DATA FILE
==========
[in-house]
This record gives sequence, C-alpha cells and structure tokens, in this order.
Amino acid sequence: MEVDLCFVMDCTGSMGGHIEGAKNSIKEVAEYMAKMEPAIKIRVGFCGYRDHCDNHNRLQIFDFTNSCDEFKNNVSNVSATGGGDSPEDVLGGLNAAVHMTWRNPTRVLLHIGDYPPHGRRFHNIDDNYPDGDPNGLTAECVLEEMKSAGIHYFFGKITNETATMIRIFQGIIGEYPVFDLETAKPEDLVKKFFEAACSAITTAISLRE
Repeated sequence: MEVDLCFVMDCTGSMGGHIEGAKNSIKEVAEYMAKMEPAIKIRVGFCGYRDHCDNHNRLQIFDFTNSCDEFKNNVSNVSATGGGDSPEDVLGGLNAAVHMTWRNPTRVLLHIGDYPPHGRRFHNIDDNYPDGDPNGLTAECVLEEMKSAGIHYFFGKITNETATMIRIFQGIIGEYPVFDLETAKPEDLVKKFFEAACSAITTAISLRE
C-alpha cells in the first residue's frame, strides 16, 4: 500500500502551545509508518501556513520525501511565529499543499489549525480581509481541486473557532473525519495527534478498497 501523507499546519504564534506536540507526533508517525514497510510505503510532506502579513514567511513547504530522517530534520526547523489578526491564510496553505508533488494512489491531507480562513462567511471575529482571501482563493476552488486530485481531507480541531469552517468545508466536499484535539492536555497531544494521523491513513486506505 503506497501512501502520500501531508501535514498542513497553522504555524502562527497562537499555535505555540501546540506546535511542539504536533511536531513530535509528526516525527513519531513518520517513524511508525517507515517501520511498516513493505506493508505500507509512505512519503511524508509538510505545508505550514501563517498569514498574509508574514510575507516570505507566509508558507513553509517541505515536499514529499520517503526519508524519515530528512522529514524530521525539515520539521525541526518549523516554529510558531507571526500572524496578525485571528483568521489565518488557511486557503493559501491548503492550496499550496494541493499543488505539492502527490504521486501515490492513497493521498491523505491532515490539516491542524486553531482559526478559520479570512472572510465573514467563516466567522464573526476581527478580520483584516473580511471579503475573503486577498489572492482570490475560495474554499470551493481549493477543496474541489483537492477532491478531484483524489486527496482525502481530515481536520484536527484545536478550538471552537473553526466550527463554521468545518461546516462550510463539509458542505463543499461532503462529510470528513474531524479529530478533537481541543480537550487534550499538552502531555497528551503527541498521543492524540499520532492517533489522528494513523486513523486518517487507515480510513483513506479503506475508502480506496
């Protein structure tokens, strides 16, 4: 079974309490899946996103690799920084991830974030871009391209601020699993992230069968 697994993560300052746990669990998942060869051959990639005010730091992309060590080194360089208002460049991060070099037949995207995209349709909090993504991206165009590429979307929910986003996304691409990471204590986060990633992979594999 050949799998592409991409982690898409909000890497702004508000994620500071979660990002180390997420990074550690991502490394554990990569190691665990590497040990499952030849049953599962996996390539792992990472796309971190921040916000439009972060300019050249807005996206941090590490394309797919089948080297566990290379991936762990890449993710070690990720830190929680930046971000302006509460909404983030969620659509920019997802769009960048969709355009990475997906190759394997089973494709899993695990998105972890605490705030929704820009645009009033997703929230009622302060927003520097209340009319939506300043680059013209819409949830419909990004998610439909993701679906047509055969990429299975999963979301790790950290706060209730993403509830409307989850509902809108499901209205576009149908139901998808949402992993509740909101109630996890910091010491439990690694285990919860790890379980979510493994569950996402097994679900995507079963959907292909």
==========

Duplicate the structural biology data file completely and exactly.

[in-house]
This record gives sequence, C-alpha cells and structure tokens, in this order.
Amino acid sequence: MEVDLCFVMDCTGSMGGHIEGAKNSIKEVAEYMAKMEPAIKIRVGFCGYRDHCDNHNRLQIFDFTNSCDEFKNNVSNVSATGGGDSPEDVLGGLNAAVHMTWRNPTRVLLHIGDYPPHGRRFHNIDDNYPDGDPNGLTAECVLEEMKSAGIHYFFGKITNETATMIRIFQGIIGEYPVFDLETAKPEDLVKKFFEAACSAITTAISLRE
Repeated sequence: MEVDLCFVMDCTGSMGGHIEGAKNSIKEVAEYMAKMEPAIKIRVGFCGYRDHCDNHNRLQIFDFTNSCDEFKNNVSNVSATGGGDSPEDVLGGLNAAVHMTWRNPTRVLLHIGDYPPHGRRFHNIDDNYPDGDPNGLTAECVLEEMKSAGIHYFFGKITNETATMIRIFQGIIGEYPVFDLETAKPEDLVKKFFEAACSAITTAISLRE
C-alpha cells in the first residue's frame, strides 16, 4: 500500500502551545509508518501556513520525501511565529499543499489549525480581509481541486473557532473525519495527534478498497 501523507499546519504564534506536540507526533508517525514497510510505503510532506502579513514567511513547504530522517530534520526547523489578526491564510496553505508533488494512489491531507480562513462567511471575529482571501482563493476552488486530485481531507480541531469552517468545508466536499484535539492536555497531544494521523491513513486506505 503506497501512501502520500501531508501535514498542513497553522504555524502562527497562537499555535505555540501546540506546535511542539504536533511536531513530535509528526516525527513519531513518520517513524511508525517507515517501520511498516513493505506493508505500507509512505512519503511524508509538510505545508505550514501563517498569514498574509508574514510575507516570505507566509508558507513553509517541505515536499514529499520517503526519508524519515530528512522529514524530521525539515520539521525541526518549523516554529510558531507571526500572524496578525485571528483568521489565518488557511486557503493559501491548503492550496499550496494541493499543488505539492502527490504521486501515490492513497493521498491523505491532515490539516491542524486553531482559526478559520479570512472572510465573514467563516466567522464573526476581527478580520483584516473580511471579503475573503486577498489572492482570490475560495474554499470551493481549493477543496474541489483537492477532491478531484483524489486527496482525502481530515481536520484536527484545536478550538471552537473553526466550527463554521468545518461546516462550510463539509458542505463543499461532503462529510470528513474531524479529530478533537481541543480537550487534550499538552502531555497528551503527541498521543492524540499520532492517533489522528494513523486513523486518517487507515480510513483513506479503506475508502480506496
């Protein structure tokens, strides 16, 4: 079974309490899946996103690799920084991830974030871009391209601020699993992230069968 697994993560300052746990669990998942060869051959990639005010730091992309060590080194360089208002460049991060070099037949995207995209349709909090993504991206165009590429979307929910986003996304691409990471204590986060990633992979594999 050949799998592409991409982690898409909000890497702004508000994620500071979660990002180390997420990074550690991502490394554990990569190691665990590497040990499952030849049953599962996996390539792992990472796309971190921040916000439009972060300019050249807005996206941090590490394309797919089948080297566990290379991936762990890449993710070690990720830190929680930046971000302006509460909404983030969620659509920019997802769009960048969709355009990475997906190759394997089973494709899993695990998105972890605490705030929704820009645009009033997703929230009622302060927003520097209340009319939506300043680059013209819409949830419909990004998610439909993701679906047509055969990429299975999963979301790790950290706060209730993403509830409307989850509902809108499901209205576009149908139901998808949402992993509740909101109630996890910091010491439990690694285990919860790890379980979510493994569950996402097994679900995507079963959907292909």